It was the 20th century philosopher and author George Santayana who is noted for the quote:
“Those who cannot remember the past are condemned to repeat it.”
All of us who are Christians as well as our spiritual ancestors, the Jewish people, are able to refer to sacred, inspired texts—the Torah or the Holy Bible—reminding us of important lessons from salvation history. These lessons of Scripture are timeless and must be understood as relevant for every age because God’s truth never becomes insignificant or out-of-date.
At various times in the history of the Jewish people, the covenant with God was broken. The people worshipped false gods, led immoral lives and failed to heed the warnings of the prophets. Because of their rebelliousness, they often paid a most severe price. They were exiled from their land, enslaved or even killed.
In the Second Book of Kings (Chapter 22 f.), we read of the reign of King Josiah (641-609 BC) and how the Book of the Law was rediscovered in the Temple during his time. Unfortunately, the people had become oblivious to their obligations concerning the covenant with God. “When the king heard the words of the book of the law, he tore his garments.” (2 Kg. 22: 11) The tearing of one’s clothes is an ancient tradition among the Jews, and it is associated with mourning, grief, and loss. The King realized that he and his people had not been living up to the covenant and he feared the consequences of their infidelity. He began a series of religious reforms. He set himself to the task of cleansing the land from idolatry. He wanted to make it right again before God.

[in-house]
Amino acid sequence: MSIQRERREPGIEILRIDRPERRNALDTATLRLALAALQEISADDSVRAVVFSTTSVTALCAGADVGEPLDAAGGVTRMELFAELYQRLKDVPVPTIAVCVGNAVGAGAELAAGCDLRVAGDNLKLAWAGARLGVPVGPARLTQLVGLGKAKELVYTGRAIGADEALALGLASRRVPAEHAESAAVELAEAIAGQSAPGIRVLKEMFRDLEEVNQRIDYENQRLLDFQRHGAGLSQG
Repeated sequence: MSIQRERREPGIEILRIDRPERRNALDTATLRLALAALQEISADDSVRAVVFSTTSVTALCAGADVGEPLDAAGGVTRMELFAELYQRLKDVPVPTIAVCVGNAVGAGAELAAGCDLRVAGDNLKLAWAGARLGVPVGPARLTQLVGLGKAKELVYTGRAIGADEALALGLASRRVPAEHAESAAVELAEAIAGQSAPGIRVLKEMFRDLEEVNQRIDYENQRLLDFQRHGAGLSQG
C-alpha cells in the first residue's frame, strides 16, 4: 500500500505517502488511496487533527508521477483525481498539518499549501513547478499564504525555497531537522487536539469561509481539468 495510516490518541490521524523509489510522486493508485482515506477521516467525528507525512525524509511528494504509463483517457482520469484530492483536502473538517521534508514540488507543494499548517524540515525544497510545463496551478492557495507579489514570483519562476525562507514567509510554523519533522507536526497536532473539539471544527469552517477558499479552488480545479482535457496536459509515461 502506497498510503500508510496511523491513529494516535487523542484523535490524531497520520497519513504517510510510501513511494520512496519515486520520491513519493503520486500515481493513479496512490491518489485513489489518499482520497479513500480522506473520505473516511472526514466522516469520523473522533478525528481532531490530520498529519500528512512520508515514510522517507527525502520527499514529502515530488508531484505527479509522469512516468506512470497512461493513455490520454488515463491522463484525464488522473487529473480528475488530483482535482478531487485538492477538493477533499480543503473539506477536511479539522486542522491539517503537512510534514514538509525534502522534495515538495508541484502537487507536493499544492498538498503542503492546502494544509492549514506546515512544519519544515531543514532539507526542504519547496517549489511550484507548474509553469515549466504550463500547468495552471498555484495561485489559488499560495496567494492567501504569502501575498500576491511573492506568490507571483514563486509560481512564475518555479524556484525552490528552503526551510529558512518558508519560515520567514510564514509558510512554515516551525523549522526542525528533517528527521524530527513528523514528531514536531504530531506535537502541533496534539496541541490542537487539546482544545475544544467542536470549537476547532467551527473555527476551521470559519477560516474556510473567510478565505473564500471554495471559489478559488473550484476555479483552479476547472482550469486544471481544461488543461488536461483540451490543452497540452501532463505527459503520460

Why do I make reference to this story?
I think that if we forget to draw upon the teachings of the inspired Word of God, we will repeat the mistakes of the past and wind up suffering the consequences of our actions. We have to remain faithful to our part of the covenant with God. This covenant with God has to be seen through the Person of Jesus Christ. . . . For this is the chalice of my Blood, the Blood of the New and Eternal Covenant . . . . We hear these words of consecration at every Mass. Jesus established this covenant and sealed it in His own Blood.
Are we faithful to the covenant or have we abandoned it? Are we committed to worshipping the true God? Do we seriously keep His commands? Do we know and live the words of Sacred Scripture? Do we pray daily? Do we buy into the ways of the world around us and wind up compromising our Christian values? Do we seek to do the will of God in our lives?
The call of the prophets was for the people to return to the Lord and to be faithful to the covenant with God.
Be modern-day prophets and get this word out to the people around us!
Fr. Ed Namiotka